If a debtor is granted an automatic stay in a North Carolina bankruptcy case, creditors must stop all collection activities. This means that they cannot follow through with a lawsuit, garnish wages or take any other action prohibited by the stay. In some cases, inaction on the part of a creditor could result in negative consequences for that party. In one Chapter 7 case, a divorce attorney received a judgment to garnish a client’s wages before she filed for bankruptcy.

When the woman did file, the attorney was asked to put a stop to the wage garnishment. After refusing to do so, the individual was held in contempt for willfully violating an automatic stay. The attorney asserted that he had no legal obligation to comply with the order. However, the bankruptcy court ruled that assets owned by an individual that had not yet been liquidated belonged to the bankruptcy estate.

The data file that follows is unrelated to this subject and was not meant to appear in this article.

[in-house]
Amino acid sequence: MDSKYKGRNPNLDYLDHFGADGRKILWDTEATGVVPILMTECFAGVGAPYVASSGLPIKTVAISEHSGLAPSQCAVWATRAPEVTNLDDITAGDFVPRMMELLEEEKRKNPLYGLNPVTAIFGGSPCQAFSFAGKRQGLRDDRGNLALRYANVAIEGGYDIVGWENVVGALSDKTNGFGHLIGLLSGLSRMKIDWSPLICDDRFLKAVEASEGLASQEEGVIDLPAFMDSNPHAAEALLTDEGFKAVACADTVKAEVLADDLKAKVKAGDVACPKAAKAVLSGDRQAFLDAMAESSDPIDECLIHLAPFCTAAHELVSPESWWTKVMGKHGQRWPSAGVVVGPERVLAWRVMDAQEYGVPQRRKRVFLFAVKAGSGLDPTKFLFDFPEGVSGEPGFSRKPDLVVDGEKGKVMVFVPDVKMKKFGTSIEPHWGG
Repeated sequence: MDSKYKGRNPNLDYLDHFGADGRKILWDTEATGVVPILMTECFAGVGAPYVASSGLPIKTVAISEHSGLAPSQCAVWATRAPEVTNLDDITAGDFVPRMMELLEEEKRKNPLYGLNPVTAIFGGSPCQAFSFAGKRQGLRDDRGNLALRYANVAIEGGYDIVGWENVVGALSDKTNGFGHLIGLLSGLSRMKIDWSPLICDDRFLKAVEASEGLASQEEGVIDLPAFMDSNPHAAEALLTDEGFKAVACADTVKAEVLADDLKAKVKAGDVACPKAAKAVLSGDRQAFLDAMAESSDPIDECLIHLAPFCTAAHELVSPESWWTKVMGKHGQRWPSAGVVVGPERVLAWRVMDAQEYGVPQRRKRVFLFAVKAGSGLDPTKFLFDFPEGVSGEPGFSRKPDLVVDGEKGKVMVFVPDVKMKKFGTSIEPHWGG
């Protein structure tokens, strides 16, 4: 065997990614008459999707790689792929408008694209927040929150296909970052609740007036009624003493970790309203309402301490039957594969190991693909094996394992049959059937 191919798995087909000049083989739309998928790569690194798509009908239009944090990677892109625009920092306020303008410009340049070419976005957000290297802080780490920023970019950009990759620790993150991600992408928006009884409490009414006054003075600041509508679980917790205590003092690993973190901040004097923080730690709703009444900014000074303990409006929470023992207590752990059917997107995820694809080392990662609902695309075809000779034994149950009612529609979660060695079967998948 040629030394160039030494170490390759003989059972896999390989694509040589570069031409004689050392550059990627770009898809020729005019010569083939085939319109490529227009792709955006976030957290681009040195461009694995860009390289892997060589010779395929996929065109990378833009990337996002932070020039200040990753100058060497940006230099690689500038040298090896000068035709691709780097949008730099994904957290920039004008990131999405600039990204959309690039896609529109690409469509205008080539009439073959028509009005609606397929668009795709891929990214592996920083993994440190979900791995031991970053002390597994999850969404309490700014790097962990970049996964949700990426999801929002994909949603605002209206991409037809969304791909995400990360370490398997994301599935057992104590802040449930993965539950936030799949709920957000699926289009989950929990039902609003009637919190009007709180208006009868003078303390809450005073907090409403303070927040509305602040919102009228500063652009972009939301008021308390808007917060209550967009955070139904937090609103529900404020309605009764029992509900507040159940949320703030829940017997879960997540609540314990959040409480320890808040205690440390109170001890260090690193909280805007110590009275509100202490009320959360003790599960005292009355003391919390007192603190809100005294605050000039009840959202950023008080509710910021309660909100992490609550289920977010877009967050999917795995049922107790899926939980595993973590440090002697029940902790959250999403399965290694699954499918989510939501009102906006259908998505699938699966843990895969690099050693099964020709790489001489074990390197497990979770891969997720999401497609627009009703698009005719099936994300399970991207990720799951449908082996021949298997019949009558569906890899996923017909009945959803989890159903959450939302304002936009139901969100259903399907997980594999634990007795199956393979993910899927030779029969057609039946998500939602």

The debtor’s divorce attorney did not assert any type of ownership of the money, which bolstered the woman’s case in bankruptcy court. Therefore, the court was able to find that a violation occurred, that it occurred willfully and that it resulted in actual financial damages. The woman was awarded $2,400 in legal fees that were accrued to pursue the contempt motion.

Those who file for a personal bankruptcy are typically entitled to an automatic stay of creditor activity. This generally means that they cannot repossess property, garnish wages or file a lawsuit. A creditor that violates the automatic stay may be liable for financial or other damages. Legal counsel may also explain other potential benefits of Chapter 7 such as having most unsecured debt balances discharged in a short period of time.